A special element that can hold structural directives without adding new elements to the DOM.

A special element that can hold structural directives without adding new elements to the DOM.

The <ng-container> allows us to use structural directives without any extra element, making sure that the only DOM changes being applied are those dictated by the directives themselves.

This not only increases performance (even so slightly) since the browser ends up rendering less elements but can also be a valuable asset in having cleaner DOMs and styles alike.

It can for example enable us to use structural directives without breaking styling dependent on a precise DOM structure (as for example the ones we get when using flex containers, margins, the child combinator selector, etc.).

Usage notes

With *NgIfs

One common use case of <ng-container> is alongside the *ngIf structural directive. By using the special element we can produce very clean templates easy to understand and work with.

For example, we may want to have a number of elements shown conditionally but they do not need to be all under the same root element. That can be easily done by wrapping them in such a block:

<ng-container *ngIf="condition"> … </ng-container>

This can also be augmented with an else statement alongside an <ng-template> as:

<ng-container *ngIf="condition; else templateA"> … </ng-container> <ng-template #templateA> … </ng-template>

Combination of multiple structural directives

Multiple structural directives cannot be used on the same element; if you need to take advantage of more than one structural directive, it is advised to use an <ng-container> per structural directive.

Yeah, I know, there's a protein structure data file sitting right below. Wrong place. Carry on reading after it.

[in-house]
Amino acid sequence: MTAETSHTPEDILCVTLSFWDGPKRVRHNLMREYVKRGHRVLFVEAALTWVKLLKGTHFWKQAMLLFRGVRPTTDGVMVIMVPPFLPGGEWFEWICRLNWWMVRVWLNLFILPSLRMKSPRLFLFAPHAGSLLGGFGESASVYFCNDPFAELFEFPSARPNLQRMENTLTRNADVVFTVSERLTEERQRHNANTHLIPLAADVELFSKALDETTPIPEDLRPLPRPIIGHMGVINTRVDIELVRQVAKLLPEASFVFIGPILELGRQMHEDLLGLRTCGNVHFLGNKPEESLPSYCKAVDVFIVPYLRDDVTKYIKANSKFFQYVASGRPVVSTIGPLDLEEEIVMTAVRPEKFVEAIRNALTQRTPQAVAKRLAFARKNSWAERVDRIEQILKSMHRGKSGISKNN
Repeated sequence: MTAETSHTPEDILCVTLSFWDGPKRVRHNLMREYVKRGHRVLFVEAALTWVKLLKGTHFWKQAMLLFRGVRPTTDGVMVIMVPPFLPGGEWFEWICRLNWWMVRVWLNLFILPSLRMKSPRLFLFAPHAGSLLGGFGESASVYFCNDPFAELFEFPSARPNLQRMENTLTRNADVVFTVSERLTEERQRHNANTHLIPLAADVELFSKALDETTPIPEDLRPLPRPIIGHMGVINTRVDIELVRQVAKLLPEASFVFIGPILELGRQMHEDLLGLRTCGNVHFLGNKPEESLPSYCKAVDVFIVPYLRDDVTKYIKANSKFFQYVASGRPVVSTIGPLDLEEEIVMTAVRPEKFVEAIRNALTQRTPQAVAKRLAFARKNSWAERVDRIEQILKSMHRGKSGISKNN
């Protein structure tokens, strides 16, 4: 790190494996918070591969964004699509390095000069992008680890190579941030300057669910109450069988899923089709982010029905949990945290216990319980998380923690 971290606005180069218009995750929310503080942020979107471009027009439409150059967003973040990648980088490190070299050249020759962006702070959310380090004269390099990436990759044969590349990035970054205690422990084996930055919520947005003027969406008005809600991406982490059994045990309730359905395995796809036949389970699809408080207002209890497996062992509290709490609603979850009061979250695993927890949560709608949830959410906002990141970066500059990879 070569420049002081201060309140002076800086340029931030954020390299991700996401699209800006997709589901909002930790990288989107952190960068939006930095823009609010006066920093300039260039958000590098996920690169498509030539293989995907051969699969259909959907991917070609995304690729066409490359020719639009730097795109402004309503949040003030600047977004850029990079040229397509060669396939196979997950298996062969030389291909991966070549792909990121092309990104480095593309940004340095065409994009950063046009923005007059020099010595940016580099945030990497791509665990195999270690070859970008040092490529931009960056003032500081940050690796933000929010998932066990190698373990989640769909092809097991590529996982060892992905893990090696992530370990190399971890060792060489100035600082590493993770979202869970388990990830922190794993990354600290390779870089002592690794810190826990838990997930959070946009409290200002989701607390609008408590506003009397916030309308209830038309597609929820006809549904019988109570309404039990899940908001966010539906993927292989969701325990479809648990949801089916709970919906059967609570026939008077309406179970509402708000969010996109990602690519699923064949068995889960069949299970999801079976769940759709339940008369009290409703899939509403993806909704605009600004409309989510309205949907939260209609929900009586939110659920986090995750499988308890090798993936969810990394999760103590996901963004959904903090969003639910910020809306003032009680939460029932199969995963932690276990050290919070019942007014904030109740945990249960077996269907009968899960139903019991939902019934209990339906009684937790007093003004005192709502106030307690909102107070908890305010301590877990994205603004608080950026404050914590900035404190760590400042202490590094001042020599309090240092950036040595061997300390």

The most common scenario is with *ngIf and *ngFor. For example, let's imagine that we have a list of items but each item needs to be displayed only if a certain condition is true. We could be tempted to try something like:

<ul> <li *ngFor="let item of items" *ngIf="item.isValid"> {{ item.name }} </li> </ul>

As we said that would not work, what we can do is to simply move one of the structural directives to an <ng-container> element, which would then wrap the other one, like so:

<ul> <ng-container *ngFor="let item of items"> <li *ngIf="item.isValid"> {{ item.name }} </li> </ng-container> </ul>

This would work as intended without introducing any new unnecessary elements in the DOM.

For more information see one structural directive per element.

Use alongside ngTemplateOutlet

The NgTemplateOutlet directive can be applied to any element but most of the time it's applied to <ng-container> ones. By combining the two, we get a very clear and easy to follow HTML and DOM structure in which no extra elements are necessary and template views are instantiated where requested.

For example, imagine a situation in which we have a large HTML, in which a small portion needs to be repeated in different places. A simple solution is to define an <ng-template> containing our repeating HTML and render that where necessary by using <ng-container> alongside an NgTemplateOutlet.

Like so:

<!-- … -->

<ng-container *ngTemplateOutlet="tmpl; context: {$implicit: 'Hello'}"> </ng-container>

<!-- … -->

<ng-container *ngTemplateOutlet="tmpl; context: {$implicit: 'World'}"> </ng-container>

<!-- … -->

<ng-template #tmpl let-text> <h1>{{ text }}</h1> </ng-template>

For more information regarding NgTemplateOutlet, see the NgTemplateOutlets api documentation page.

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